| XID | Version | Credits | RDMA_NOMSG | Chunk Lists | | XID | Version | Credits | RDMA_NOMSG | Chunk Lists |
| | | | | | | | | | | |
+--------+---------+---------+------------+-------------+ +--------+---------+---------+------------+-------------+
| |
| +---------- | +----------
| | Long RPC Call | | Long RPC Call
+->| or +->| or
| Reply Message | Reply Message
+---------- +----------
If the receiver gets a transport header with a message type of If the receiver gets an RPC over RDMA header with a message type of
RDMA_NOMSG and finds an initial read chunk list entry with a zero XDR RDMA_NOMSG and finds an initial read chunk list entry with a zero
position, it allocates a registered buffer and issues an RDMA Read of XDR position, it allocates a registered buffer and issues an RDMA
the long RPC message into it. The receiver then proceeds to XDR Read of the long RPC message into it. The receiver then proceeds
decode the RPC message as if it had received it in-line with the Send to XDR decode the RPC message as if it had received it in-line with
data. Further decoding may issue additional RDMA Reads to bring over the Send data. Further decoding may issue additional RDMA Reads to
additional chunks. bring over additional chunks.
Although the handling of long messages requires one extra network Although the handling of long messages requires one extra network
turnaround, in practice these messages should be rare if the posted turnaround, in practice these messages should be rare if the posted
receive buffers are correctly sized, and of course they will be non- receive buffers are correctly sized, and of course they will be
existent for RDMA-aware upper layers. non-existent for RDMA-aware upper layers.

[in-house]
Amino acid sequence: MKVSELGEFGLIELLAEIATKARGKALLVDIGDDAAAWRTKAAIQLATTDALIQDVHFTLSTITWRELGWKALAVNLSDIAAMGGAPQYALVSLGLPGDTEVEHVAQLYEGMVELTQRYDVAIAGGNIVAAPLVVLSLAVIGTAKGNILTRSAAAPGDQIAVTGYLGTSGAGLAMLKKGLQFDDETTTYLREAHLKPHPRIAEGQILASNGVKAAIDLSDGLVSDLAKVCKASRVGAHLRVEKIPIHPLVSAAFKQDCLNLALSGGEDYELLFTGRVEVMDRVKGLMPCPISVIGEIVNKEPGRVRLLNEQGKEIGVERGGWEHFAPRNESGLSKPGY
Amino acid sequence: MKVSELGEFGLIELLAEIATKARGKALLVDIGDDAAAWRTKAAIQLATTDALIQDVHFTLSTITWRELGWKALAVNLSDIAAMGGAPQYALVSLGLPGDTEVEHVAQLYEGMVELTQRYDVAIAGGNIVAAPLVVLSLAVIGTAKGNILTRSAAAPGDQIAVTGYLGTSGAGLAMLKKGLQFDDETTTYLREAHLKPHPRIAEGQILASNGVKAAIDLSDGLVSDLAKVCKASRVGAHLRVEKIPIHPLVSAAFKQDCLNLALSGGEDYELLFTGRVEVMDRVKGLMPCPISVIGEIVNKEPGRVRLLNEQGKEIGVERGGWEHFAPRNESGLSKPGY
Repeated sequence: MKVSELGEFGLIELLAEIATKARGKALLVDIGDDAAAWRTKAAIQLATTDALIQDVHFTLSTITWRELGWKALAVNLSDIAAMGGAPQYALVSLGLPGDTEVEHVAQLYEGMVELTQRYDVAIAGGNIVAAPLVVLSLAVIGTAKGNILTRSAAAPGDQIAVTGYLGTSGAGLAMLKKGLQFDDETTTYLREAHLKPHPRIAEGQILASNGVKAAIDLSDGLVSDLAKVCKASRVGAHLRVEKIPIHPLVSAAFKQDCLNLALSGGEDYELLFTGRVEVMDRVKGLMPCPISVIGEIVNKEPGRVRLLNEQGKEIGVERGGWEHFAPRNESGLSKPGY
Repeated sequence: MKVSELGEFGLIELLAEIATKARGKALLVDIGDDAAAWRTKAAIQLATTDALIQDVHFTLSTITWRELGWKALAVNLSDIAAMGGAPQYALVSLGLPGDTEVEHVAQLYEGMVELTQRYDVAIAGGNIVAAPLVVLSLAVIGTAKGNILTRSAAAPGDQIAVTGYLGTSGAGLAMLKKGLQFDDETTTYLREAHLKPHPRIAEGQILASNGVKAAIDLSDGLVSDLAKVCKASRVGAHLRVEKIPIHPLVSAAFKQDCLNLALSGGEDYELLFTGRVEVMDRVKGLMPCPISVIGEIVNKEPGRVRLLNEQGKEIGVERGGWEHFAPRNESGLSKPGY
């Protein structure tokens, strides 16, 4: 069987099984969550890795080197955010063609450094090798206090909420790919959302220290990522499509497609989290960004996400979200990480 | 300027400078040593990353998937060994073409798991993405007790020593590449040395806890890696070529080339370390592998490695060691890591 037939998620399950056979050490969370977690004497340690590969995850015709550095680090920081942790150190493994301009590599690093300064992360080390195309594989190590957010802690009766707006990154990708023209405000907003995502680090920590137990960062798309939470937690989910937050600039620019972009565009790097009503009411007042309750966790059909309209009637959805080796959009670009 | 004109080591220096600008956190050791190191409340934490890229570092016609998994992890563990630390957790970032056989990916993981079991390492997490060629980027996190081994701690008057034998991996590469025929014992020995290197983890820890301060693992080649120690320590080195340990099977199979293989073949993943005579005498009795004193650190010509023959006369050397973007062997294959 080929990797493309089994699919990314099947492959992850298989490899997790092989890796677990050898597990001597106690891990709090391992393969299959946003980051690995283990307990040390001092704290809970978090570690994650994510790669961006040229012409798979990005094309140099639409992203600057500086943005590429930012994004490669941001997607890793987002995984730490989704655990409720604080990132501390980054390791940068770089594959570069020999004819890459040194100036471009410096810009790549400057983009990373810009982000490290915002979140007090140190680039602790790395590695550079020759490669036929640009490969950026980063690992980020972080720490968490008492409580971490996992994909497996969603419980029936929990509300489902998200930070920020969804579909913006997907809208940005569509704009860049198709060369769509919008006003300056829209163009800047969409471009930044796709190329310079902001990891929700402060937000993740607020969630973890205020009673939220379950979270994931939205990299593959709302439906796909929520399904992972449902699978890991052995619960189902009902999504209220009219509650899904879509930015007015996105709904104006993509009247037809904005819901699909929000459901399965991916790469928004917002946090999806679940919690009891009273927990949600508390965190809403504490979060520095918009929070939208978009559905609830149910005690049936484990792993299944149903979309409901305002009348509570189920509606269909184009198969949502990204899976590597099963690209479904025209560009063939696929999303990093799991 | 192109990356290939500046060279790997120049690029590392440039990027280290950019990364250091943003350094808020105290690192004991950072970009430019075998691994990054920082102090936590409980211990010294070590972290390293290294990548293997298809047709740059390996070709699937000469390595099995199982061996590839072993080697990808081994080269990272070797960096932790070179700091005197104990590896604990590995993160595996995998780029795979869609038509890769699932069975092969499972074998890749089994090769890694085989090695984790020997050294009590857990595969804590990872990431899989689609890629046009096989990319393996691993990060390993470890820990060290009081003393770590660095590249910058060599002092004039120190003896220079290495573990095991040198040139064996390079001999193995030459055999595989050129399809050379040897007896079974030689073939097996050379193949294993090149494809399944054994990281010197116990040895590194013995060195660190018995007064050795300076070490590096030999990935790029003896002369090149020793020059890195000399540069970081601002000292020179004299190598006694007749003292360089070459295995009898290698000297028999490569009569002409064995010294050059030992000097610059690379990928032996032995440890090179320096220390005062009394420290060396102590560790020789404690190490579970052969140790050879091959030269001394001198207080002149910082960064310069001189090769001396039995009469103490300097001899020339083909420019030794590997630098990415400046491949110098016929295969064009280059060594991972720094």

An RPC with long reply returned via RDMA Read looks like this: An RPC with long reply returned via RDMA Read looks like this:
Client Server Client Server
| RPC Call | | RPC Call |
Send | ------------------------------> | Send | ------------------------------> |
| | | |
| RPC Transport Header | | RDMA over RPC Header |
| <------------------------------ | Send | <------------------------------ | Send
| | | |
| Long RPC Reply Msg | | Long RPC Reply Msg |
Read | ------------------------------+ | Read | ------------------------------+ |
| <-----------------------------v | | <-----------------------------v |
| | | |
| RPC Done | | Done |
Send | ------------------------------> | Send | ------------------------------> |
5.2. RDMA Write of Long Replies 5.2. RDMA Write of Long Replies (Reply Chunks)
An alternative method of handling long, chunkless RPC replies is to A superior method of handling long, chunkless RPC replies is to
have the client post a large buffer into which the server can write a have the client post a large buffer into which the server can write
large RPC reply. This has the advantage that an RDMA Write may be a large RPC reply. This has the advantage that an RDMA Write may
slightly faster in network latency than an RDMA Read. Additionally, be slightly faster in network latency than an RDMA Read.